Experimental Animation: Origins of a New Art
Revised edition by Robert Russett and Cecile Starr, published by De Capo Press, New York
Review by Pat Webb.
Robert Russett and Cecile Starr begin their well researched anthology with a concise introduction to this ever-growing relationship between animation and art before they dip into the archives for a look at the very earliest of European experimentors, starting with L!eopold Survage in the early l900s. Much of his work, in common with that of others of the time, (Eggeling, Fischinger, Richter), was based on music and rhythm and was purely abstract art or animated painting. They continue with a survey of the pictorial tradition of Europe; Trnka’s puppets, Lotte Reiniger’s shadow cut-outs, Alexeieffe and Parker’s pinscreen. A little later the American abstract pioneers, for example Mary Ellen Bute, came on the scene, and then a whole chapter is devoted, rightly, to the work of Norman McLaren and the National Film Board of Canada. We are brought up to date through the work of artists like Robert Breer, who has been experimenting since the 50s, Carmen d’Avino, Larry Jordan, and many others whose work was not familiar to me, and a delight to discover. There is a chapter on animated sound, including the experiments of John Whitney, whose creative genius is also dealt with extensively in the last chapter on the new technologies.
The book is well illustrated with over 250 black and white photographs and filmic art is such that even without colour they still make a strong visual impact. There are rare interviews with many of the creators who talk about their aims, methods and achievements and “how they did it”.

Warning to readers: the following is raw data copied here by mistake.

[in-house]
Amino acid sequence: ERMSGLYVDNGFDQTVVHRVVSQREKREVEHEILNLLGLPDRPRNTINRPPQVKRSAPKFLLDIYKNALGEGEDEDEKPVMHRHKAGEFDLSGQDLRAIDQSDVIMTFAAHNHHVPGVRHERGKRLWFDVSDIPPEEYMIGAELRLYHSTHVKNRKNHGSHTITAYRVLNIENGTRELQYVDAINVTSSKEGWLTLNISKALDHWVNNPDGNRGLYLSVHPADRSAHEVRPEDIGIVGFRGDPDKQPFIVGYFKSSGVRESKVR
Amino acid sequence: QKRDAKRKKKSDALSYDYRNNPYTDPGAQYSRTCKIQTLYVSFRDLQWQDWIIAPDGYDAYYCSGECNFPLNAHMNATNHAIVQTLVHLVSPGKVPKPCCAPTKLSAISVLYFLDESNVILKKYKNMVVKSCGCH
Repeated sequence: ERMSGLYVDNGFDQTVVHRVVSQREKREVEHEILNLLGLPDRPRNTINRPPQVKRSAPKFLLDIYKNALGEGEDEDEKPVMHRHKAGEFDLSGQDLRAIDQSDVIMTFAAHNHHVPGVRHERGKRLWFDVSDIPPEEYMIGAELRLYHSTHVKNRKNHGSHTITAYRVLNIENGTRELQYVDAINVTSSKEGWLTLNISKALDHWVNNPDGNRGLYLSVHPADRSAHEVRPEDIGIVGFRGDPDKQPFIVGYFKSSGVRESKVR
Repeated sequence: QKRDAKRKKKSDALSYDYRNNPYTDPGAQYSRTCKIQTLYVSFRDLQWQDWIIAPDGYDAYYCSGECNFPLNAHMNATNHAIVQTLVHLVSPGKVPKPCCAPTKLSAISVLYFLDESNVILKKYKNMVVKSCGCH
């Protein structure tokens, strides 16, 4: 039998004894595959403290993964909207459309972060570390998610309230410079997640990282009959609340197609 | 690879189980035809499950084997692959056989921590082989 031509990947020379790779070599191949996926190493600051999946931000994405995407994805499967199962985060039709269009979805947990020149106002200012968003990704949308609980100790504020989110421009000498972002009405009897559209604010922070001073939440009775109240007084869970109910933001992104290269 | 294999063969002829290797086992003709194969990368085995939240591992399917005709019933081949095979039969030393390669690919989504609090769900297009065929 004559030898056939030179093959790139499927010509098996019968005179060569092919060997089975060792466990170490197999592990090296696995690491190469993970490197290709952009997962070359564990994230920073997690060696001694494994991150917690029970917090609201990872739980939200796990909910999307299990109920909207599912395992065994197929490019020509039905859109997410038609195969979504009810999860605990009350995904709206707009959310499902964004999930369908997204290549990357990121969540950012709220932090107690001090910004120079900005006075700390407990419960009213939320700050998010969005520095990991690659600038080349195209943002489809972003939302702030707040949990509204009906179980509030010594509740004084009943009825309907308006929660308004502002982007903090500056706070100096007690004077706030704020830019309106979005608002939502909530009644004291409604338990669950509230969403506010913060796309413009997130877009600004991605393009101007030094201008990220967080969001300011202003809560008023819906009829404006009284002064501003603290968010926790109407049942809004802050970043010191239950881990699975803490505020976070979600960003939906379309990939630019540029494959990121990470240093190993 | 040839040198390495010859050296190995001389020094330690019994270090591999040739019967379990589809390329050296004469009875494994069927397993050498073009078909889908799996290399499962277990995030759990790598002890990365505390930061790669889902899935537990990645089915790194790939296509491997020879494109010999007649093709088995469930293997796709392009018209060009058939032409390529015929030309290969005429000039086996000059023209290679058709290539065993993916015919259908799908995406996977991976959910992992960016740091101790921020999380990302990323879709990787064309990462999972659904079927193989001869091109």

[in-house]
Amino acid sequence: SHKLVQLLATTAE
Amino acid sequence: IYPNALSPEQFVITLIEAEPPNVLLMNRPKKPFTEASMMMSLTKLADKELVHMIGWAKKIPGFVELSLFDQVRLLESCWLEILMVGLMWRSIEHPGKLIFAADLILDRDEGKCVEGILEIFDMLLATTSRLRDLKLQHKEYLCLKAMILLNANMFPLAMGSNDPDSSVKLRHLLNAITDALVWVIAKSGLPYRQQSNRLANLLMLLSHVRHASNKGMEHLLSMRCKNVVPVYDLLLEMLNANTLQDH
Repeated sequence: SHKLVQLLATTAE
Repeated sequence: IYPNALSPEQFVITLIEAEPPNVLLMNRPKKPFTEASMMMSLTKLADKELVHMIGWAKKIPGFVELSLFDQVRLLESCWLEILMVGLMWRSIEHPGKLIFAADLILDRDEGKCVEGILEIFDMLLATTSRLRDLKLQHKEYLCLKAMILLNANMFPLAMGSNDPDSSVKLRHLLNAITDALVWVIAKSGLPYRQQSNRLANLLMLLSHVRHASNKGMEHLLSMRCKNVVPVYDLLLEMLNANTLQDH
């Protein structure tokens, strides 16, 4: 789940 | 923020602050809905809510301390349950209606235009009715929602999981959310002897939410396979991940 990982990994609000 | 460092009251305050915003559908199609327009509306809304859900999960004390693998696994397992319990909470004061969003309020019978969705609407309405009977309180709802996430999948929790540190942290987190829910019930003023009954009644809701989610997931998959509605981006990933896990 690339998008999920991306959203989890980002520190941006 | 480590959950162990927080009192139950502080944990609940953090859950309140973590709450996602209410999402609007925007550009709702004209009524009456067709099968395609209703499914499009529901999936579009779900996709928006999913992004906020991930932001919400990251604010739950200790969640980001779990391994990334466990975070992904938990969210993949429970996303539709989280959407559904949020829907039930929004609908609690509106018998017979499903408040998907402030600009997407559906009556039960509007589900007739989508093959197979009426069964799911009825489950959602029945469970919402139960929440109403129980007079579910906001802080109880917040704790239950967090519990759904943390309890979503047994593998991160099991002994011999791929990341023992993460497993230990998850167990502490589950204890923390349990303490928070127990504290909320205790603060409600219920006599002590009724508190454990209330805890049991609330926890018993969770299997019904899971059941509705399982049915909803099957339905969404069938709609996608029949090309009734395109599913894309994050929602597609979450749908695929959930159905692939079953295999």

An informative and highly readable book, a mine of information on these brave innovators, often working alone and unknown for years. The authors have never fallen into the trap of letting the subject become arcane but have written a clear and valuable document for the historian as well as any young hopefuls who want to keep alive the tradition of experimental film and work outside the commercially orientated field. A highly enjoyable book, and one I shall treasure on my animation bookshelf not only as an excellent reference book but an enlightening and inspiring one.
Cartoons Il Cinema d’Animazione 1888-1988
by Giannalberto Bendazzi.
Published by Marsillio Editori S.P.A. in Venezia, Italy.
Review by Pat Webb.
This comprehensive history and critique of world animation fills 786 pages. It has 40 pages of well chosen illustrations, many of which are in colour. Unfortunately for most Animator readers the text is in Italian, however, if you are lucky enough to understand that language I urge you to seek this book out. Perhaps an English language version will be published in due course.
I asked Giannalberto Bendazzi to tell me something about the background to his book. This is his reply:
I became involved in animation in 1965 when somebody introduced me to Bruno Bozzetto and I discovered that animation could be art, poetry, experiment, abstraction, and many more things (Bruno screened some of his own films for me, plus those of McLaren, Yoji Kuri etc.). I was then 19 and already devoted to film history and criticism although I never wanted to be a film maker myself.